The Pyjama Girl Case Blu-ray Review: Fact Is More Interesting Than Fiction

Put your PJs on, this giallo will put you to sleep.
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In 1934, the corpse of a woman clad in exotic silk pajamas was found lying in a culvert in New South Wales, Australia.  She had been beaten, shot, and partially burned, leaving her identity a mystery.  Police were perplexed. The media made it a sensation and the crime enthralled the country.  Especially after the body became a public spectacle when she was laid in a formaldehyde bath for display in Sydney.  In 1977, Flavio Mogherini turned the story into a movie.  

It is an odd, often-salacious, rather-dull police procedural that for some reason gets lumped into the giallo genre (Arrow Video calls it that, as does Wikipedia and pretty much every source I could find) even though it has virtually none of the genre’s characteristics.  This is a film that within the first half hour includes two nude scenes, two instance of a man hiding his lover’s underwear, a man masturbating while watching a woman bend over in a short skirt, but not a single knife-wielding man with black gloves.  The only murder is that of the pajama- (or pyjama-, if you prefer) clad girl and she is dead before the opening scene.

Mogherini presents two parallel narratives that seemed to have nothing to do with each other but wind up connecting at the end.  An intelligent viewer will likely figure out the connection pretty quickly.  Dimmer ones like myself will find it surprising yet somehow not particularly enthralling.  The first narrative presents the murder case.   After the pajama-girl’s body is found (here she’s found inside an abandoned car on a beach instead of a culvert, one of many changes the film makes from history), a retired policeman Inspector Thompson - or possibly Timpson as the subtitles spell it - begs to take on the case.  He's played to grumpy perfection by the late, great Ray Milland.  The younger, better-educated Inspector assigned to the case seems bored by it, grabbing the first suspect he can find.  The second narrative follows Glenda (Dalila Di Lazzaro) and her relationship with her husband and her lover.  These scenes just kind of wander about as we watch her struggle juggling two jobs and two men neither of which hold a lot of narrative interest.

There are two scenes with a lasting shocking power.  The first recreates the real-life moment when the police put the dead girl into the formaldehyde bath and open it up like a museum exhibit.  We see a line of people come in to gawk.  Some seem to be in shock but most seem to be pervy men looking for a little kink. The second involves Glenda as she leads two men upstairs to her motel room where they proceed to have sex with her while one of the men’s teenaged boy watches. Mogherini focuses not on the sex act but on Glenda who stares blankly at the boy making him increasingly uncomfortable.

In between these two shocks is a whole lot of tedium.  Thompson follows leads, none of which are particularly interesting, and Glenda goes about living life. The film seems to be saying something about life in Australia for immigrants.  It was a Spanish/Italian production shot on location in Australia using a mostly European cast.  Rather than hide the accents, the film uses their foreignness as a plot point.  The characters are isolated and lonely.  We often find them in barren landscapes emphasizing how they don’t belong.  It's a strange thematic element for what is essentially a low-budget horror movie, and it isn’t pulled off with much finesse but I guess they get bonus point for trying something different. It all culminates in an ending that both solves the murder and brings both stories together.  It's supposed to be a shock, but mostly it just made me glad it was finally wrapping up.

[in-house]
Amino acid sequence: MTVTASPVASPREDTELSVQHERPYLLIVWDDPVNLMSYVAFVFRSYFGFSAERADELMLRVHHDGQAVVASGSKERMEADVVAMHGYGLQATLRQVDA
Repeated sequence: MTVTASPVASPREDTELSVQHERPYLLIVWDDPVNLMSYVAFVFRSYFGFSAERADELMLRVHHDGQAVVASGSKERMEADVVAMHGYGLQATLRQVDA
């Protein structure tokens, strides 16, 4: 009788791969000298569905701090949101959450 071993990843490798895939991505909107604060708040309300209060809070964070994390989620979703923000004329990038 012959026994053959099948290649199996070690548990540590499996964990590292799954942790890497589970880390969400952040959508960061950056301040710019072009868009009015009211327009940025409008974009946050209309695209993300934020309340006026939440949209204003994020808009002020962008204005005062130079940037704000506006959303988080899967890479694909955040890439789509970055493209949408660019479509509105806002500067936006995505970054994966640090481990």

The movie was restored by Arrow Video and scanned at a 2K resolution from the original 35mm film.  It is an unusually lush-looking film for the genre with plenty of scenes featuring beautiful shots of the Australian locale.  There aren’t any compression issues that I noticed or instances of scratching or debris.  It is occasionally a little grainy and coarse in its darker moments, but mostly it's a nice restoration. Audio has been fully restored with both English and Italian tracks.  It sounds good with dialogue coming in clear.  Riz Ortoliani’s odd electronic score can be a bit overpowering at times but I suspect that was kind of the point.  Amanda Lear sings several songs that were clearly meant to be hit pop songs, but I found to be pretty obnoxious.

Extras include a lively, informative commentary from Troy Howarth, a nearly half-hour feature on the globalization of the giallo genre.  Plus interviews with actor Howard Ross, editor Alberto Tagliavia, assistant director Ferruccio Castronuovo, and a newly edited archival interview with composer Riz Ortolani. There is the usual image gallery, trailer, and full-color booklet with an essay.

The Pyjama Girl Case is an odd little film.  A so-called giallo based upon a real-life murder case that’s shot in Australia, is chock full of naked titilation, and nearly devoid of violence and gore.  Ultimately, a big bore.  Arrow Video has given it their full treatment.  I’m always happy to see nice editions of Italian genre films, but I can’t outright recommend this to anyone.

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